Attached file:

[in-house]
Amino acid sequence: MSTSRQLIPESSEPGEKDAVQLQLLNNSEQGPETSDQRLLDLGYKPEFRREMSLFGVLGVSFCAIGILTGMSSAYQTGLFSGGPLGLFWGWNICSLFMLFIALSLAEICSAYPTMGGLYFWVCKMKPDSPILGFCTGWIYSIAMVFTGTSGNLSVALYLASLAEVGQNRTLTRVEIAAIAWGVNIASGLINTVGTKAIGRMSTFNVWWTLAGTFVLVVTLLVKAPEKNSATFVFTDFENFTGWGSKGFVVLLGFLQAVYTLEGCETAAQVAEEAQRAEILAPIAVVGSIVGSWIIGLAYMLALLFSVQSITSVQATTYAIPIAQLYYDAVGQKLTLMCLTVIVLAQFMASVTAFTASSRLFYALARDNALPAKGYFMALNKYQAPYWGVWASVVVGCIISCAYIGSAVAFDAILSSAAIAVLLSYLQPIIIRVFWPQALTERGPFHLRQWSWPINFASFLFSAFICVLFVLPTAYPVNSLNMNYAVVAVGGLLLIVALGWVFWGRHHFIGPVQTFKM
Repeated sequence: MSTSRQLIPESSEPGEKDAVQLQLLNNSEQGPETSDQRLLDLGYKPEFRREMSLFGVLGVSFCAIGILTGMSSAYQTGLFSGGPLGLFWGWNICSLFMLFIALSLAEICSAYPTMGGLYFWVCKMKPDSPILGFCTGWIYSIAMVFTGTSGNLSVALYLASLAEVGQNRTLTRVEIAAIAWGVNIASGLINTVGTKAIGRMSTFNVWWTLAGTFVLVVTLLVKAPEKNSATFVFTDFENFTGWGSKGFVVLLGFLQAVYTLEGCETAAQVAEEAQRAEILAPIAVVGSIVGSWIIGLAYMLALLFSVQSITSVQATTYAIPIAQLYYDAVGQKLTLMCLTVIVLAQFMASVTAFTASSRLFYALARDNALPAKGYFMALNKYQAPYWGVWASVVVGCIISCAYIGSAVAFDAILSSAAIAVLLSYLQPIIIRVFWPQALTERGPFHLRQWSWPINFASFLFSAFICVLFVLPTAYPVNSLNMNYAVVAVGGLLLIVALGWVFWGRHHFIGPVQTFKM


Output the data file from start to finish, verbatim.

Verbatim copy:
[in-house]
Amino acid sequence: MSTSRQLIPESSEPGEKDAVQLQLLNNSEQGPETSDQRLLDLGYKPEFRREMSLFGVLGVSFCAIGILTGMSSAYQTGLFSGGPLGLFWGWNICSLFMLFIALSLAEICSAYPTMGGLYFWVCKMKPDSPILGFCTGWIYSIAMVFTGTSGNLSVALYLASLAEVGQNRTLTRVEIAAIAWGVNIASGLINTVGTKAIGRMSTFNVWWTLAGTFVLVVTLLVKAPEKNSATFVFTDFENFTGWGSKGFVVLLGFLQAVYTLEGCETAAQVAEEAQRAEILAPIAVVGSIVGSWIIGLAYMLALLFSVQSITSVQATTYAIPIAQLYYDAVGQKLTLMCLTVIVLAQFMASVTAFTASSRLFYALARDNALPAKGYFMALNKYQAPYWGVWASVVVGCIISCAYIGSAVAFDAILSSAAIAVLLSYLQPIIIRVFWPQALTERGPFHLRQWSWPINFASFLFSAFICVLFVLPTAYPVNSLNMNYAVVAVGGLLLIVALGWVFWGRHHFIGPVQTFKM
Repeated sequence: MSTSRQLIPESSEPGEKDAVQLQLLNNSEQGPETSDQRLLDLGYKPEFRREMSLFGVLGVSFCAIGILTGMSSAYQTGLFSGGPLGLFWGWNICSLFMLFIALSLAEICSAYPTMGGLYFWVCKMKPDSPILGFCTGWIYSIAMVFTGTSGNLSVALYLASLAEVGQNRTLTRVEIAAIAWGVNIASGLINTVGTKAIGRMSTFNVWWTLAGTFVLVVTLLVKAPEKNSATFVFTDFENFTGWGSKGFVVLLGFLQAVYTLEGCETAAQVAEEAQRAEILAPIAVVGSIVGSWIIGLAYMLALLFSVQSITSVQATTYAIPIAQLYYDAVGQKLTLMCLTVIVLAQFMASVTAFTASSRLFYALARDNALPAKGYFMALNKYQAPYWGVWASVVVGCIISCAYIGSAVAFDAILSSAAIAVLLSYLQPIIIRVFWPQALTERGPFHLRQWSWPINFASFLFSAFICVLFVLPTAYPVNSLNMNYAVVAVGGLLLIVALGWVFWGRHHFIGPVQTFKM